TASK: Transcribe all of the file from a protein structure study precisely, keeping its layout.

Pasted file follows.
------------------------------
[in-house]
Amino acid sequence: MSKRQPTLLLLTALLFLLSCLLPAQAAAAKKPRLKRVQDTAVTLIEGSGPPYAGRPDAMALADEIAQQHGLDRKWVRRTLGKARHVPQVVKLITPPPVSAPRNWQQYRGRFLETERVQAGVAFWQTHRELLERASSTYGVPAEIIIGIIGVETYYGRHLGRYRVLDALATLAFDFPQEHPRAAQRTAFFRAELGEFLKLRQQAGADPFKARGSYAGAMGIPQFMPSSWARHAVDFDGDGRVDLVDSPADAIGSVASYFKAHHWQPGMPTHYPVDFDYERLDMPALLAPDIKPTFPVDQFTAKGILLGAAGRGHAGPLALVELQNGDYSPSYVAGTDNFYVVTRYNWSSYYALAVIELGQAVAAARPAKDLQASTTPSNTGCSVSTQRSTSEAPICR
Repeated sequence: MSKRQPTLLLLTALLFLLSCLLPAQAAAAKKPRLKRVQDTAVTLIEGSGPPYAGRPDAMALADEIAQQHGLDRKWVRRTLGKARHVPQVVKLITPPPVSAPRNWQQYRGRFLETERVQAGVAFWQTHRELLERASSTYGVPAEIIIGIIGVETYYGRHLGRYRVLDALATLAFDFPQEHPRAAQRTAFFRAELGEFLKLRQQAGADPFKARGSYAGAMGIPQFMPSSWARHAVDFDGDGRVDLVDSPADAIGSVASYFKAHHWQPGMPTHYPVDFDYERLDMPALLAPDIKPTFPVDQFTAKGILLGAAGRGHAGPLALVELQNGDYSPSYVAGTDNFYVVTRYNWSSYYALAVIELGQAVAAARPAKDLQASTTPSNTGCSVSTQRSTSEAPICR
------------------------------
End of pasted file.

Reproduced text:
[in-house]
Amino acid sequence: MSKRQPTLLLLTALLFLLSCLLPAQAAAAKKPRLKRVQDTAVTLIEGSGPPYAGRPDAMALADEIAQQHGLDRKWVRRTLGKARHVPQVVKLITPPPVSAPRNWQQYRGRFLETERVQAGVAFWQTHRELLERASSTYGVPAEIIIGIIGVETYYGRHLGRYRVLDALATLAFDFPQEHPRAAQRTAFFRAELGEFLKLRQQAGADPFKARGSYAGAMGIPQFMPSSWARHAVDFDGDGRVDLVDSPADAIGSVASYFKAHHWQPGMPTHYPVDFDYERLDMPALLAPDIKPTFPVDQFTAKGILLGAAGRGHAGPLALVELQNGDYSPSYVAGTDNFYVVTRYNWSSYYALAVIELGQAVAAARPAKDLQASTTPSNTGCSVSTQRSTSEAPICR
Repeated sequence: MSKRQPTLLLLTALLFLLSCLLPAQAAAAKKPRLKRVQDTAVTLIEGSGPPYAGRPDAMALADEIAQQHGLDRKWVRRTLGKARHVPQVVKLITPPPVSAPRNWQQYRGRFLETERVQAGVAFWQTHRELLERASSTYGVPAEIIIGIIGVETYYGRHLGRYRVLDALATLAFDFPQEHPRAAQRTAFFRAELGEFLKLRQQAGADPFKARGSYAGAMGIPQFMPSSWARHAVDFDGDGRVDLVDSPADAIGSVASYFKAHHWQPGMPTHYPVDFDYERLDMPALLAPDIKPTFPVDQFTAKGILLGAAGRGHAGPLALVELQNGDYSPSYVAGTDNFYVVTRYNWSSYYALAVIELGQAVAAARPAKDLQASTTPSNTGCSVSTQRSTSEAPICR